The Strategist

McKinsey and BoF: Digital trends will create huge problems for the fashion industry


03/07/2018 - 11:22



The State of Fashion 2018 report by McKinsey and BoF says that in 2017, the global fashion industry was showing signs of recovery thanks to efforts of major companies. Although general economic uncertainty persists, the main expectation of the market until 2021 is organic growth. The market is embracing technological innovations, but in general, the fashion industry still very narrowly understands the trends of digitalization of society. Although more than 75% of fashion retailers plan to invest in the use of artificial intelligence in 2018-2019, consumers may be outperforming the market in their requests.



Kris Atomic
Kris Atomic
McKinsey & Company and Business of Fashion presented a report on the state of the global fashion industry in 2017. The situation in this sector is one of the most important indicators of economic development, at least in recent decades it has been one of the most important fields of the globalization of culture and the world economy. Along with this, consumption of luxury goods is one of the most important factors of economic growth. The State of Fashion report for the year 2016 found a high level of uncertainty in the industry and extremely negative expectations: the forecast of 68% of respondents in the sector for 2017 suggested deterioration of business conditions and only 19% expected improvement. In 2018, 37% of respondents believe that the situation will improve, and 42% hold the opposite opinion. The growth rate of sales will be weak only in the category of fashionable goods (sportswear, growth of 6-7% against 7.5-8.5%). For the rest of the sectors, sales growth is expected to increase by 0.5-1 pp. Price segments of luxury and discount are expected to show an increase in sales growth; as for other sectors, the rate is expected to be similar to 2017.

From an economic point of view, the fashion industry is a very unusual picture. In 2005-2015, according to McKinsey estimates, 20% of the leading sales companies generated 100% of the industry profits, companies from the second to fourth deciles - 18%, and the worst ones generated the same losses as the last group. In 2016 profits of leaders increased by 1.44 times, and profits of the middle class companies decreased by nine times and almost do not matter to the market (3% of the balance of profits and losses). At the same time, losses of the weakest players increased by 2.6 times and now make up 47% of the total profit. In fact, this means that in 2017 up to 80% of the fashion industry companies continued to work outside economic motivation and paid for the ambitions of the owners. 2018 is unlikely to help them return in the black - large technological luxury groups have won the competition.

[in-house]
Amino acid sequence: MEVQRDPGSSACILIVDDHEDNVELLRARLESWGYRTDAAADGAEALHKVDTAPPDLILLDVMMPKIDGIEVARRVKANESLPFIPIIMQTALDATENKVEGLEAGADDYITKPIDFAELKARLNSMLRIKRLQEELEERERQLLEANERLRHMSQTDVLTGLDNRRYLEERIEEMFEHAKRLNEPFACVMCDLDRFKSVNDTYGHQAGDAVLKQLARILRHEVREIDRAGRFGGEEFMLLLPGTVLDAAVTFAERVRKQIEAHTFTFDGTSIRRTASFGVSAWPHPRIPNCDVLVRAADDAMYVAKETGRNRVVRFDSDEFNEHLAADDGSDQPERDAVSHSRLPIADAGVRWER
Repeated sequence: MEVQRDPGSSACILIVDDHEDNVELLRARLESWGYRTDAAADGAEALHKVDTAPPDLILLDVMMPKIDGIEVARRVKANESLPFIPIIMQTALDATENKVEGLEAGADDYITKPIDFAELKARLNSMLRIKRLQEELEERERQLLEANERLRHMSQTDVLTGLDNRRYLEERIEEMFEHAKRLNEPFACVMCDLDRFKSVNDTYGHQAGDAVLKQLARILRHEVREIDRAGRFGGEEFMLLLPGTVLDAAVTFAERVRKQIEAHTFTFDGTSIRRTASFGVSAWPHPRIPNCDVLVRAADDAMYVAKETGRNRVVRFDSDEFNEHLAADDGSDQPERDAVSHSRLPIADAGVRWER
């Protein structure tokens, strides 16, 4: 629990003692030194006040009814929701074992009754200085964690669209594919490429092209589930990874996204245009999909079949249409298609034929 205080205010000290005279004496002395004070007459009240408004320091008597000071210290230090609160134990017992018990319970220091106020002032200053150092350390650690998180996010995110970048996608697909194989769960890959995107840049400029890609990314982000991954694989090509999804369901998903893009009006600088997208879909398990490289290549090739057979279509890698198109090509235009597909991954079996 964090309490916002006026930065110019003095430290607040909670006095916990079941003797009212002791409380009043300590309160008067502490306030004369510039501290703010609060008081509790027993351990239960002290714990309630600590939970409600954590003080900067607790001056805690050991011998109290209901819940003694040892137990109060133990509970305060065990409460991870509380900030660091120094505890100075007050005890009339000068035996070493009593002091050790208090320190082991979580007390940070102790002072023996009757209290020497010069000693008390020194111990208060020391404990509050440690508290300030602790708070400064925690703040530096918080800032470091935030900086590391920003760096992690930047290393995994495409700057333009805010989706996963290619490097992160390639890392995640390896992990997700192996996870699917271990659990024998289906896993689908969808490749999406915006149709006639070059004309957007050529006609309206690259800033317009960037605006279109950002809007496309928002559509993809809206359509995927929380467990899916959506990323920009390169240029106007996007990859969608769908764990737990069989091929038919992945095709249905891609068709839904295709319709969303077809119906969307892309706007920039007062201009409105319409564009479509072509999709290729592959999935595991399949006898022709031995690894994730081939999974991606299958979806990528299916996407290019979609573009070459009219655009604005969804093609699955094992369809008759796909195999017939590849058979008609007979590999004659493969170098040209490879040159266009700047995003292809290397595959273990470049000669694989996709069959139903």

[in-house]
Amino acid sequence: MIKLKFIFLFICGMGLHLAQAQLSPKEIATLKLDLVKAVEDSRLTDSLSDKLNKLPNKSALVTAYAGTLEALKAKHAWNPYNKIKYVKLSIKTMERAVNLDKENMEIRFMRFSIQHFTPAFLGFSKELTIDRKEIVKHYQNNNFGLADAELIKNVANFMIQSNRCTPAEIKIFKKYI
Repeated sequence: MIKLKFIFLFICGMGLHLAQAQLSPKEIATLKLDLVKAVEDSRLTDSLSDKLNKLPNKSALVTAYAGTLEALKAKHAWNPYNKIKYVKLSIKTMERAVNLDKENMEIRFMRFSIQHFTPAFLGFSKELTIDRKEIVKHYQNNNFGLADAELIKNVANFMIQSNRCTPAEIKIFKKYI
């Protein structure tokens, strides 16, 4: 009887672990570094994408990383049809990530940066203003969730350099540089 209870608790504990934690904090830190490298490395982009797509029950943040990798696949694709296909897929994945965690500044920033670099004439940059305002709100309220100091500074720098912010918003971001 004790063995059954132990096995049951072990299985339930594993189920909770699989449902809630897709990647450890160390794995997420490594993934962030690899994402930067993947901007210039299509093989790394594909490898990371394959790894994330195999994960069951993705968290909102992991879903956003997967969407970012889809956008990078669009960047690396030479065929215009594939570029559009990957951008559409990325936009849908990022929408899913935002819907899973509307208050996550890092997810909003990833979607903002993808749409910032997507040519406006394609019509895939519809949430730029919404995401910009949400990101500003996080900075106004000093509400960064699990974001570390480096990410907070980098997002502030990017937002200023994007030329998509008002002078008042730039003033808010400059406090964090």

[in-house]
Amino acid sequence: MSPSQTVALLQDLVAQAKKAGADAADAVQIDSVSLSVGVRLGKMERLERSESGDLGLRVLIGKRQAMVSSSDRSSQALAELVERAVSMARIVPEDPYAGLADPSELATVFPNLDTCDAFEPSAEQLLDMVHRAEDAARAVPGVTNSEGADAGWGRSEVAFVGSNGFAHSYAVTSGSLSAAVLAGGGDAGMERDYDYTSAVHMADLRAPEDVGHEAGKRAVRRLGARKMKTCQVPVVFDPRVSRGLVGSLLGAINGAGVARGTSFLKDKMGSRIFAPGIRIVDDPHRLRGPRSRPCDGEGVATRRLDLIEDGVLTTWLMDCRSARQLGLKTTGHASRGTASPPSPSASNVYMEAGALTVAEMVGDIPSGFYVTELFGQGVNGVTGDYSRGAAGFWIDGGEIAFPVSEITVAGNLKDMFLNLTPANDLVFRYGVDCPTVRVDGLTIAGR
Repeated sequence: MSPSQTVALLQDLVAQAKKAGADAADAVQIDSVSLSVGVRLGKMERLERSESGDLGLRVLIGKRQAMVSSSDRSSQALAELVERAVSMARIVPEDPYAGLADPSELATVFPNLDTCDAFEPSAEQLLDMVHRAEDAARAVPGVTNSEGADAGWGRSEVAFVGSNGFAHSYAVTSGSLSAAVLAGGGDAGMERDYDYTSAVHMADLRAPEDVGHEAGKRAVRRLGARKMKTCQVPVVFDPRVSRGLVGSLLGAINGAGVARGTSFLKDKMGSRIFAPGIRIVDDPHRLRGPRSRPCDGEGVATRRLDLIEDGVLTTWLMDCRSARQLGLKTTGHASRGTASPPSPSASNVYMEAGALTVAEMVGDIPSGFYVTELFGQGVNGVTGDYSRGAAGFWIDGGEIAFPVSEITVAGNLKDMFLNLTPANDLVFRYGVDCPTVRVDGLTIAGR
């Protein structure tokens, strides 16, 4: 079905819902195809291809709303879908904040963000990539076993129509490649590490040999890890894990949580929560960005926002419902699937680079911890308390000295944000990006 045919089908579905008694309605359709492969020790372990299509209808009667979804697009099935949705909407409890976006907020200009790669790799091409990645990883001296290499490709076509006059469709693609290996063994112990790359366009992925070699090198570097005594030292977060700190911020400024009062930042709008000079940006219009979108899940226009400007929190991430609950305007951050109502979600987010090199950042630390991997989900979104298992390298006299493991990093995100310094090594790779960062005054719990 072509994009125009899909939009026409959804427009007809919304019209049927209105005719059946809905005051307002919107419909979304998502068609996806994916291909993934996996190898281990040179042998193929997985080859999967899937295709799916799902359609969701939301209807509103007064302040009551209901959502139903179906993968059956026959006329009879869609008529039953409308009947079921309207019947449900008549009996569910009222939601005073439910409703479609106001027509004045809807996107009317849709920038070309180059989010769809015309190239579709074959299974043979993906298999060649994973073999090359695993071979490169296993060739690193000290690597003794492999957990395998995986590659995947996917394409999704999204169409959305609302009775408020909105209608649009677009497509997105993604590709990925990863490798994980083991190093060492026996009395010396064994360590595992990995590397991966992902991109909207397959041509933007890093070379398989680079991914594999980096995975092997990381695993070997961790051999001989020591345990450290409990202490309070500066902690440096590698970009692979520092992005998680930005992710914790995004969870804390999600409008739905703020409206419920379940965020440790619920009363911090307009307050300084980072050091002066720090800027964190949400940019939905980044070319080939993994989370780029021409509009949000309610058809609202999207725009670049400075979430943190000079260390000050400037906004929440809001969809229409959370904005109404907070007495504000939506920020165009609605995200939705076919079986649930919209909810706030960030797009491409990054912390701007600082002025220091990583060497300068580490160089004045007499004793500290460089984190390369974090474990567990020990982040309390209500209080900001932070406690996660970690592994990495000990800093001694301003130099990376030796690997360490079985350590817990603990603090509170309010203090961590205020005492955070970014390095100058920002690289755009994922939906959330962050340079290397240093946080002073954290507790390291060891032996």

However, 20% of the winners will find the "spring" of 2018 problematic. Of the ten major trends identified by McKinsey, only two are conditionally positive and comfortable for companies. This is the expected reboot of the globalization of economies in the world and the highest demand from Asia. The third general economic factor is positively positive: the growth of unpredictability in economic dynamics becomes normal. Shifts in consumer preferences are more difficult to cope with. It is expected that users will be becoming increasingly more loyal to online trading platforms (Amazon, Tmall, Flipcart, Zalando) in 2018. At the same time, the United States is already much inferior to China from the point of view of promising trading platforms in the sector. The most preferred trends are personalization of consumption and mobile payments (especially in the EU).

Formally, everything is rather good with three trends inside the industry. 75% of companies plan to invest in artificial intelligence (mainly to use it for digital merchandising, but not to improve personalization) in 2018-2019. They also intend to take care of sustainable development and apply technology within the sector from the sphere of digital start-ups. However, McKinsey's remarks that even the leaders of the fashion industry have obvious problems with the definition of real calls and adequate answers to them with digital trends. Meanwhile, the fourth intramarket trend has now become a global problem: sales of off-price and strategy orientation to large discounts are growing in the USA (18% of sales growth), and in the EU (32%), and already in China, where the outlet malls sector is showing a fantastic growth of 74% per year. Obviously, to some extent, outlets are consumer behavior, which assesses the success of the "core" industry below the maximum discount: the low "digital efficiency" of major brands is manifested in this among other things.

source: businessoffashion.com




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